Since what the senior President Bush used to call “the vision thing” is thus awfully important to any book, particularly a NF one, the author bio that introduces the writer to the agents and editors who might buy the book is equally important. It’s the stand-in for the face-to-face interview for the job you would like a publisher to hire you to do: write a book for them.
The less of your writing they have in front of them when they are making that hiring decision — which, again, is usually an entire book in the case of a novel, but only a proposal and a sample chapter for nonfiction, even for memoir — the more they have to rely upon each and every sentence that’s there, obviously. Do you really want the ones that describe your background to be ones that you wrote in 45 minutes in the dead of night so you could get your submission into the mail before you had to be at work in the morning?
Let me answer that one for you: no, you don’t.
I mention all of this as inducement to you to write up as many of the promotional parts of your presentation package well in advance of when you are likely to be asked for them. This is a minority view among writers, I know, but I would not dream of walking into any writers’ conference situation (or even cocktail party) where I am at all likely to pitch my work without having polished copies of my author bio, synopsis, and a 5-page writing sample nestled securely in my shoulder bag, all ready to take advantage of any passing opportunity.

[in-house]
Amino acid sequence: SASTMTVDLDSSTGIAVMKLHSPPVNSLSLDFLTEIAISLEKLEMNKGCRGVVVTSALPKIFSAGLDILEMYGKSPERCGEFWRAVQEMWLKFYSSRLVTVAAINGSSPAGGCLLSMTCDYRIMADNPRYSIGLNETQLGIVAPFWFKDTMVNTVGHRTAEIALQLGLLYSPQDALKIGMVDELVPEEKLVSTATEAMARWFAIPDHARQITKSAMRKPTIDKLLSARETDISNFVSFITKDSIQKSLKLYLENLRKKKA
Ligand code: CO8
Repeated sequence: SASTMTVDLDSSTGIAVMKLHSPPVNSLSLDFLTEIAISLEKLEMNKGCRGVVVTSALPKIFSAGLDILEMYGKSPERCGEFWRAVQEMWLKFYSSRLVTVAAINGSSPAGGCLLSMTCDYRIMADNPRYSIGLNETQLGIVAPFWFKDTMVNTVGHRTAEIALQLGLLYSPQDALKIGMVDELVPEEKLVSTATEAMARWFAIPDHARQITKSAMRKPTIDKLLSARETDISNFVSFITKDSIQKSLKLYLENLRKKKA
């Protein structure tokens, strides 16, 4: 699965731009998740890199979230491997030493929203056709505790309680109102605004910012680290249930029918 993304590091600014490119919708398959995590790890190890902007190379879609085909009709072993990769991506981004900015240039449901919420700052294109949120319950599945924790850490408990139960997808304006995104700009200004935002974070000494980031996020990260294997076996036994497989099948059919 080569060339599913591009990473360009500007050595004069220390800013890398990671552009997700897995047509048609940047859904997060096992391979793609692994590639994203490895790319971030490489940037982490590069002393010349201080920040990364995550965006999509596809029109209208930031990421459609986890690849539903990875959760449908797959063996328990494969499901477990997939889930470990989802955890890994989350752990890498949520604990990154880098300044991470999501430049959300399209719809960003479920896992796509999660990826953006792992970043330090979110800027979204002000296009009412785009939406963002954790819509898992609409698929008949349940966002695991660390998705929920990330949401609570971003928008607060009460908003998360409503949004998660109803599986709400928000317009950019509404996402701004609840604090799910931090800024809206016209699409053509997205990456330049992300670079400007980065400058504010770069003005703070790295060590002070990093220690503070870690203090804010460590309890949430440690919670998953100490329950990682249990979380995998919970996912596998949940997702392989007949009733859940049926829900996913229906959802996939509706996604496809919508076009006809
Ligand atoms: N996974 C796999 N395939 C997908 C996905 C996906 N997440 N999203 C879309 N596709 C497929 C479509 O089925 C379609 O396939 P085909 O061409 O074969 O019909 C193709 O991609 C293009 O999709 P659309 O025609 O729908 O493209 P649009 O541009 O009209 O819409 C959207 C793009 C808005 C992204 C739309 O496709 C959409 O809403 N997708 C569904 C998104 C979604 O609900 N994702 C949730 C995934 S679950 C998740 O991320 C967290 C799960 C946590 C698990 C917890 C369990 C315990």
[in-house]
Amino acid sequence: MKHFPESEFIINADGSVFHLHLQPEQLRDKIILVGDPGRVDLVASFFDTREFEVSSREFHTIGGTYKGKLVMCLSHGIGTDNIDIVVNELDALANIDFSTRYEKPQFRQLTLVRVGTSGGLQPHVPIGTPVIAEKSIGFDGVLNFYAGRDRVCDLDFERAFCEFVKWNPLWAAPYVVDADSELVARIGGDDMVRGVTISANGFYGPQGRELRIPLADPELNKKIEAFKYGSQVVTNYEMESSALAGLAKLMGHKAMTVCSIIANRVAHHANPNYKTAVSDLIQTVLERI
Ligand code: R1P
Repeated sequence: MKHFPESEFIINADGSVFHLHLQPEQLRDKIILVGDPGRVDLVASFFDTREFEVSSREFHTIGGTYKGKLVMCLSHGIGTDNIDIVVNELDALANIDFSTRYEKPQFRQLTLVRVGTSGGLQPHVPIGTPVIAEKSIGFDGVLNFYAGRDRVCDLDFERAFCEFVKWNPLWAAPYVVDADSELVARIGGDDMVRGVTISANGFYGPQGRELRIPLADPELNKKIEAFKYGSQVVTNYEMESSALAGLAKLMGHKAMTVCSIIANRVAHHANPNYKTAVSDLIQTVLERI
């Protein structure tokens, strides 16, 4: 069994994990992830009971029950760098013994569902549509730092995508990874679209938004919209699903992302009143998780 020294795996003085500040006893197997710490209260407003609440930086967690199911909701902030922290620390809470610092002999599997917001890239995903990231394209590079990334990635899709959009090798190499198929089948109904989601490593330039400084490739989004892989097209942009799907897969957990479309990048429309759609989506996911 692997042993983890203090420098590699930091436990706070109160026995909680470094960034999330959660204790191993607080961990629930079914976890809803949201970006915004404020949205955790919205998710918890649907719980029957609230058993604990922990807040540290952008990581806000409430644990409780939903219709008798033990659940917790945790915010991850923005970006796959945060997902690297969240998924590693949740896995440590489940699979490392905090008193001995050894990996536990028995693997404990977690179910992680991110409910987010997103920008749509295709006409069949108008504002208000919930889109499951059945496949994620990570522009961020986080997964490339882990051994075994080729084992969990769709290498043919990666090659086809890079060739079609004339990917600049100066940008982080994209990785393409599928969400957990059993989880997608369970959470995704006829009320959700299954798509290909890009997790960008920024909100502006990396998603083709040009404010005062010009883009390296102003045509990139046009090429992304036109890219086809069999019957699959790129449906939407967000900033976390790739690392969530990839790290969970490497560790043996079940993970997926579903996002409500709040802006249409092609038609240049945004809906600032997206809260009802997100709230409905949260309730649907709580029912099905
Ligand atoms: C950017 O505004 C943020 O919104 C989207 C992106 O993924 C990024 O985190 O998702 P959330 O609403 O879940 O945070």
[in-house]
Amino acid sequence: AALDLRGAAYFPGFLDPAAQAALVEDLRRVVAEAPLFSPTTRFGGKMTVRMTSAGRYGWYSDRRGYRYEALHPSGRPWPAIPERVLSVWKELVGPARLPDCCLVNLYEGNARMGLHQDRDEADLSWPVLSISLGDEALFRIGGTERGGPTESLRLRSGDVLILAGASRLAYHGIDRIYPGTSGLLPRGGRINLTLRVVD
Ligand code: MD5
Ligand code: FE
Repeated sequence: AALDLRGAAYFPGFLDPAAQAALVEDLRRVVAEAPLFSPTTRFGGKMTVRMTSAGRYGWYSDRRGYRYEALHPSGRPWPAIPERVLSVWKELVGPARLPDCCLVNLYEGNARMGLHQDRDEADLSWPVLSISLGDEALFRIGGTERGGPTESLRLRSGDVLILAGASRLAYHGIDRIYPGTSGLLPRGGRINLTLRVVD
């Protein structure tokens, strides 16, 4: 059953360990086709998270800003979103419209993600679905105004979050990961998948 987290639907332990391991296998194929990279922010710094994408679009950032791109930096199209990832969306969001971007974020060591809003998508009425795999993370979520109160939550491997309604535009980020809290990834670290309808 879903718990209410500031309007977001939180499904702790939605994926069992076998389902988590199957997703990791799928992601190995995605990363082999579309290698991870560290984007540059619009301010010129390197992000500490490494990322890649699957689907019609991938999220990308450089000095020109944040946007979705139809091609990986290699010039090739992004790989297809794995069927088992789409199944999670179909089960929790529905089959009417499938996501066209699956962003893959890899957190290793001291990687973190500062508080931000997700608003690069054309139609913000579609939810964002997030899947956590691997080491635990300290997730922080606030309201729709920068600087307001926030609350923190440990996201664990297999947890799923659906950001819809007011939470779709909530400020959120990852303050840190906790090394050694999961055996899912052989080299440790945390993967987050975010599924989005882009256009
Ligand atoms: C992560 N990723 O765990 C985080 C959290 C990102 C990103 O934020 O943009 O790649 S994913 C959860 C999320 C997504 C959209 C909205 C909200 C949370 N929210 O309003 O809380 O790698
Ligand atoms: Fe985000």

Chance favors the prepared backpack, as Louis Pasteur is rumored to have said. Or at least something very, very like it.
Once you’ve been asked to give an unexpected pitch at 3:30 in the morning to a bleary-eyed, heavy-drinking editor at an industry party, believe me, you never go near walk out the door unprepared. (The request, incidentally, was made by my agent, who is apparently always looking out for our joint interests, bless his book-mongering heart. Unless he was trying to barter my company for the evening in exchange for reading another client’s work; I’ve never been precisely sure.)
Are you chomping at the bit to get at your own author bio yet? Good. Then you are in the perfect mindset for your homework assignment: start thinking about all of the reasons you are far more interesting than anyone else on the planet.
I’m serious — and I’m not talking about boasting; I’m talking about uniqueness. What makes you different from anyone else who might have written the book you are trying to sell?
Don’t worry for the moment about how, or even whether, these things have any direct connection to the subject matter of the book you’re writing or don’t sound like very impressive credentials. Just get ready to tell me — and the world! — how precisely you are different from everybody else currently scurrying across the face of the planet.
Don’t tell me that you’re not. I shan’t believe it. Why? Because I know, as surely as if I could stand next to God and take an in-depth reading of each and every one of your psyches, that there is no one out there more truly interesting than someone who has devoted her or his life to the pursuit of self-expression. I’ve met writers I didn’t like, certainly, but I’ve never met a genuinely boring one.
Okay, so maybe I need to get out more. I spend an awful lot of time at my keyboard, expressing myself.
We’ll put those lists of attributes to good use next time, I promise. In the meantime, I’ll keep singing the blues, and keep up the good work!